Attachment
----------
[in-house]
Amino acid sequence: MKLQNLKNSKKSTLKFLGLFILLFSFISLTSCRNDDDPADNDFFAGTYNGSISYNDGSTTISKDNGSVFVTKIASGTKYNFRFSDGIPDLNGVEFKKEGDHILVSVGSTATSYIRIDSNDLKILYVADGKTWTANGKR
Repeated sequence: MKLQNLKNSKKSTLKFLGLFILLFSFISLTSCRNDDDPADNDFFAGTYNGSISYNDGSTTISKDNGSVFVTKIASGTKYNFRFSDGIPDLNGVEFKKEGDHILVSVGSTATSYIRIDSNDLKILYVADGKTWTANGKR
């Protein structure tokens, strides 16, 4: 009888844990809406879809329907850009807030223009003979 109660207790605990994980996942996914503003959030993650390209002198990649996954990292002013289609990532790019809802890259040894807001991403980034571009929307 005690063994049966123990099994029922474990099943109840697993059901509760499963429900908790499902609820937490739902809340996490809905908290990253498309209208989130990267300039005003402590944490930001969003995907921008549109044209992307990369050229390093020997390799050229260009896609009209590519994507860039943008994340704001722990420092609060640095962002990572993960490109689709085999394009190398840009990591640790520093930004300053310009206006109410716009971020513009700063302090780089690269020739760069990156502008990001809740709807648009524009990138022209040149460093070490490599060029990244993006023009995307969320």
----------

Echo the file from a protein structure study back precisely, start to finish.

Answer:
[in-house]
Amino acid sequence: MKLQNLKNSKKSTLKFLGLFILLFSFISLTSCRNDDDPADNDFFAGTYNGSISYNDGSTTISKDNGSVFVTKIASGTKYNFRFSDGIPDLNGVEFKKEGDHILVSVGSTATSYIRIDSNDLKILYVADGKTWTANGKR
Repeated sequence: MKLQNLKNSKKSTLKFLGLFILLFSFISLTSCRNDDDPADNDFFAGTYNGSISYNDGSTTISKDNGSVFVTKIASGTKYNFRFSDGIPDLNGVEFKKEGDHILVSVGSTATSYIRIDSNDLKILYVADGKTWTANGKR
């Protein structure tokens, strides 16, 4: 009888844990809406879809329907850009807030223009003979 109660207790605990994980996942996914503003959030993650390209002198990649996954990292002013289609990532790019809802890259040894807001991403980034571009929307 005690063994049966123990099994029922474990099943109840697993059901509760499963429900908790499902609820937490739902809340996490809905908290990253498309209208989130990267300039005003402590944490930001969003995907921008549109044209992307990369050229390093020997390799050229260009896609009209590519994507860039943008994340704001722990420092609060640095962002990572993960490109689709085999394009190398840009990591640790520093930004300053310009206006109410716009971020513009700063302090780089690269020739760069990156502008990001809740709807648009524009990138022209040149460093070490490599060029990244993006023009995307969320």